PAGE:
We conducted sensitivity analyses to examine confounding by several additional covariates, including maternal verbal intelligence (PPVT score <74, 75–99, and 100+) at the 9-y visit; family poverty level at 10½-y visit (<poverty level, ≥200% of poverty level); breastfeeding duration (never breastfed, ≤1 mo, 1–6 mo, 6–12 mo); whether or not the child attended preschool; and child’s intelligence at the 10½-y visit (WISC-IV Full Scale IQ score <74, 75–99, 100+). These variables were not included in the final models in the interest of parsimony of multivariable models, because they were not strong candidate confounders based on the DAG, because their inclusion did not change effect estimates for exposure-outcome associations, and because most of these variables had missing data, even after imputation using values collected at other time points.
We examined potential confounding by other measured environmental contaminants that have been linked with poorer neurodevelopment in CHAMACOS participants in sensitivity analyses, including prenatal polybrominated diphenyl ethers (PBDEs) and p,p′-dichlorodiphenyldichloroethylene (DDE) (Eskenazi et al. 2013; Eskenazi et al. 2006; Gaspar et al. 2015; Sagiv et al. 2015b); we did not include these variables a priori because their inclusion would have reduced our sample size. In addition, we conducted a sensitivity analysis to examine residential proximity to agricultural OP use within a larger radius of the participants’ homes (3-km radius).
We checked for linearity of exposure–outcome associations with semiparametric splines. To analyze repeated measures for BASC-2 parent report of social skills (collected when the child was age 7, 10½, and 14 y), we fit linear regression models with generalized estimating equations using an unstructured covariance matrix. We assessed effect modification by sex on the additive scale by including an interaction term between OP exposure (DAPs and residential proximity to OP use) and sex in the multivariable linear regression models and computing sex-specific effect estimates.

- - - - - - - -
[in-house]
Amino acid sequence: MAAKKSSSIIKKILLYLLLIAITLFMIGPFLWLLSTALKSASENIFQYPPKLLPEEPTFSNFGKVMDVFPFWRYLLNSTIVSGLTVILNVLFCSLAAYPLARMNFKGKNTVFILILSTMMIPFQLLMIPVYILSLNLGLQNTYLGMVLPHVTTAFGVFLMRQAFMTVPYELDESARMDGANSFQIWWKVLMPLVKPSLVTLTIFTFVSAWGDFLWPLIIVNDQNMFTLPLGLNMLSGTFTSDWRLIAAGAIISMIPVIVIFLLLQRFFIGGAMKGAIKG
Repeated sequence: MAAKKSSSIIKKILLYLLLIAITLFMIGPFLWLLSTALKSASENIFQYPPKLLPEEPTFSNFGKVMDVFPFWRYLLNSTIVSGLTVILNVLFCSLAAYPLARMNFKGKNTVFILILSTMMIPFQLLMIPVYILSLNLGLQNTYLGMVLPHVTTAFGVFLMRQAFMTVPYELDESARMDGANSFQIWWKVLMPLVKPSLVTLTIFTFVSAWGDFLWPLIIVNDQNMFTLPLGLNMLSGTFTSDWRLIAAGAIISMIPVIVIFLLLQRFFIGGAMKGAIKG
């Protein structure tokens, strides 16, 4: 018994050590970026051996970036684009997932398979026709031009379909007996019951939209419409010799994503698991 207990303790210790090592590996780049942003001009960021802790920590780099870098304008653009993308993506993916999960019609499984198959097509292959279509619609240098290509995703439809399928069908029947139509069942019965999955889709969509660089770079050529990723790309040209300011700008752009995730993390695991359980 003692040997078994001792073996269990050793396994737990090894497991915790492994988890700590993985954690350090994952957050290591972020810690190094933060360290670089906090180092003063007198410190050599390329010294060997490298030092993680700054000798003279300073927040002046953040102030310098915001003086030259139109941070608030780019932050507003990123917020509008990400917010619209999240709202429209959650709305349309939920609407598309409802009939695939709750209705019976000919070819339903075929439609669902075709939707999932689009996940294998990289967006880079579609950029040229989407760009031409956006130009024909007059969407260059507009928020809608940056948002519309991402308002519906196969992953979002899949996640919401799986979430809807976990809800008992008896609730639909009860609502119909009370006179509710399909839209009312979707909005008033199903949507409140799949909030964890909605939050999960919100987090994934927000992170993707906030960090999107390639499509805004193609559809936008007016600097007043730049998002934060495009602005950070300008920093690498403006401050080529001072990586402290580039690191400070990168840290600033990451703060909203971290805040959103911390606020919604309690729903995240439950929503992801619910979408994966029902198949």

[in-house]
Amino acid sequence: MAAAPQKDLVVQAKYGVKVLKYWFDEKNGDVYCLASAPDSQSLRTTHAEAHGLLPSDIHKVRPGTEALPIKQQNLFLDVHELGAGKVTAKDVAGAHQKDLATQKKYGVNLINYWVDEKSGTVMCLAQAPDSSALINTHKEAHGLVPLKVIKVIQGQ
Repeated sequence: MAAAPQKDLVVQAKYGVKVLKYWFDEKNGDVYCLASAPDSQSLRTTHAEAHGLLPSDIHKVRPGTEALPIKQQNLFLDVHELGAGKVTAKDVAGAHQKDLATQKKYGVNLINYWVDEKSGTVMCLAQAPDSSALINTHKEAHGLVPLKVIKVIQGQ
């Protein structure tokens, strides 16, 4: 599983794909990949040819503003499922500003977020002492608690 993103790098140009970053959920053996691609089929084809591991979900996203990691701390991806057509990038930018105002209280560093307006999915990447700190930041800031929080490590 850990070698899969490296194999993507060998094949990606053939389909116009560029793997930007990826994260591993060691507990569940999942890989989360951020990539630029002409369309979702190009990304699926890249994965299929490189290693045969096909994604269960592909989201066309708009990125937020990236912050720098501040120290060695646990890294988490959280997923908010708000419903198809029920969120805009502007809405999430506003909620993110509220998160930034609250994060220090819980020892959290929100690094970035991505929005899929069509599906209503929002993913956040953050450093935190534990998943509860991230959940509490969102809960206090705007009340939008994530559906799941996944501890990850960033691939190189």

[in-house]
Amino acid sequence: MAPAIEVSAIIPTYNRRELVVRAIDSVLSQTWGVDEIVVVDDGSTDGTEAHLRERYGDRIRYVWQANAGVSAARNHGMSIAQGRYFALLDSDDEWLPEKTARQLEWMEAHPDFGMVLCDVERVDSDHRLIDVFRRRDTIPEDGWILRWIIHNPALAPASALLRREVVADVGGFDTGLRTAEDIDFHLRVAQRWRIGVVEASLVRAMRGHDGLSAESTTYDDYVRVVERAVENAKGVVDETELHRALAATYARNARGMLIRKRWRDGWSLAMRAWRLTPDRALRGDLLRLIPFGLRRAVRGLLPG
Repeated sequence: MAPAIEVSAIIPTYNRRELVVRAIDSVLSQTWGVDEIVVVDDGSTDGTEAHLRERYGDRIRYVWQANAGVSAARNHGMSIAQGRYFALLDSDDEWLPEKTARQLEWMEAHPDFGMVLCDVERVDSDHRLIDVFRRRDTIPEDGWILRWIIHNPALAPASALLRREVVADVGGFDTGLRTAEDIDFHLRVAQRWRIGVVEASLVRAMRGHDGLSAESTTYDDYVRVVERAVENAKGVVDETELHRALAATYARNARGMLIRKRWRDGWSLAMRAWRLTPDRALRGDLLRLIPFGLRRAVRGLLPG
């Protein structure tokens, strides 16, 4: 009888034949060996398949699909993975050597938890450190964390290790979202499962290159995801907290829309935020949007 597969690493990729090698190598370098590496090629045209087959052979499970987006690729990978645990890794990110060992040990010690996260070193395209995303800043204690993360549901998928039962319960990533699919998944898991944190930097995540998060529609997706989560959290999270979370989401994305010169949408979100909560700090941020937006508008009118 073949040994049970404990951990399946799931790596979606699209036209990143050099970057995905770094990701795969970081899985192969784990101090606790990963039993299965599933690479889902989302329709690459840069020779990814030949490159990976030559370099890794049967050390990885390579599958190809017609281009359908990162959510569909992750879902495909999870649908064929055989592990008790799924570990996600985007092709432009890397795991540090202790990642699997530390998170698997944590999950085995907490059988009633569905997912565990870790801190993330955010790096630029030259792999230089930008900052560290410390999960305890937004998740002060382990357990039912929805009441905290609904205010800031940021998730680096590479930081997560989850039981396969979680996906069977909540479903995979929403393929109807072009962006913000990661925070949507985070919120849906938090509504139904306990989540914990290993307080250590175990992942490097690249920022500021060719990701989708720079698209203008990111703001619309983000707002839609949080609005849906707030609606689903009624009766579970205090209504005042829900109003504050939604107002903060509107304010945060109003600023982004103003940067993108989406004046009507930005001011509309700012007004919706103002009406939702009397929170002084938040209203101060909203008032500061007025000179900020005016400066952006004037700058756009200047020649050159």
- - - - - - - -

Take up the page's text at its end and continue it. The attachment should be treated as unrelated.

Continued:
We present summary statistics for the tests of ASD-related traits in Table S1. Of the 534 live births with prenatal total DAP measures, 247 had age 14 parent-reported SRS-2 T-scores. As reported in Table 1, participant characteristics were very similar for these two groups, though the subset of children with total DAPs and SRS-2 T-scores (n=247) were more likely to be female, to have breastfed longer, and to have had mothers who were slightly older, were married to or living with the child’s father, were parous, had lived in the United States longer, had scored higher on verbal intelligence, and had fewer depressive symptoms. Overall, most CHAMACOS mothers were born in Mexico (87% of those with DAPs and SRS-2 T-scores), were administered questionnaires in Spanish (88%), did not complete high school (79%), were below the poverty level (70%), were married or cohabitating with the child’s father at delivery (83%), and were multiparous (68%). In addition, 54% of mothers had verbal intelligence scores below 100, and 28% were classified as having elevated depressive symptoms (CES-D≥16). Most children were breastfed for more than 1 mo (65%), attended preschool (71%), and had Full Scale IQ scores below 100 at the 10-y visit (79%). SRS-2 T-scores were generally higher (indicating more ASD-related behavior) for children with mothers who were older at delivery (≥35 years), were born outside of the United States, were living in the United States ≤10 years at baseline, were administered the questionnaire in Spanish, had lower educational attainment, were not married or cohabitating with the child’s father at delivery, had lower verbal intelligence (<74), were classified as having elevated depressive symptoms at the 9-y visit, and were below the poverty level (Table 1). SRS-2 T-scores were also mildly to moderately higher among children who were male, breastfed >6 months, did not attend preschool and had lower Full Scale IQ scores (Table 1).